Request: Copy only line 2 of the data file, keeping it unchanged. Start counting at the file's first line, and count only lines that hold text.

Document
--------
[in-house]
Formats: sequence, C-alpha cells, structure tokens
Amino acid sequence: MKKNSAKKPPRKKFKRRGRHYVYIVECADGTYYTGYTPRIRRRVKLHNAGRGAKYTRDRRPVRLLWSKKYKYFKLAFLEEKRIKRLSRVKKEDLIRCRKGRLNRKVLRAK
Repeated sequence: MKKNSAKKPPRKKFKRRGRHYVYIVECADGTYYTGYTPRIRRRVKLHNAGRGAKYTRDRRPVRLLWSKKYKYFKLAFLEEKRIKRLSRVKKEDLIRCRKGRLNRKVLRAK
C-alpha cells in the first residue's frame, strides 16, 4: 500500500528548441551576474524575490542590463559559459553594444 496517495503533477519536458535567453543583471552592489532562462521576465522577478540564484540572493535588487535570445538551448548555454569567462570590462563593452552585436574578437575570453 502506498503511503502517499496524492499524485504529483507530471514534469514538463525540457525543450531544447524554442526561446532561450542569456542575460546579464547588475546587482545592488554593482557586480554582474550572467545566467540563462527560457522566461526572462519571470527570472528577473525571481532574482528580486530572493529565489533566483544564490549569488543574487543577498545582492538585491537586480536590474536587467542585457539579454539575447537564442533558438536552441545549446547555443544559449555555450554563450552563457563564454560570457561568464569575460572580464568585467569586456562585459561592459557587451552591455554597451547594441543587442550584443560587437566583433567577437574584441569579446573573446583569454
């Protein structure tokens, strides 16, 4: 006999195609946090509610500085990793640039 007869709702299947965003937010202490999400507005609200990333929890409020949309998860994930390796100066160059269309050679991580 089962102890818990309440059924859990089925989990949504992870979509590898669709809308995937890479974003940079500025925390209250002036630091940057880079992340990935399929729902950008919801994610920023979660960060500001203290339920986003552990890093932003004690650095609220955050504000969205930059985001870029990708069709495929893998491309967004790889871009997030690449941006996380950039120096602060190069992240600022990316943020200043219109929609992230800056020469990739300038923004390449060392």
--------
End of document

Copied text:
Formats: sequence, C-alpha cells, structure tokens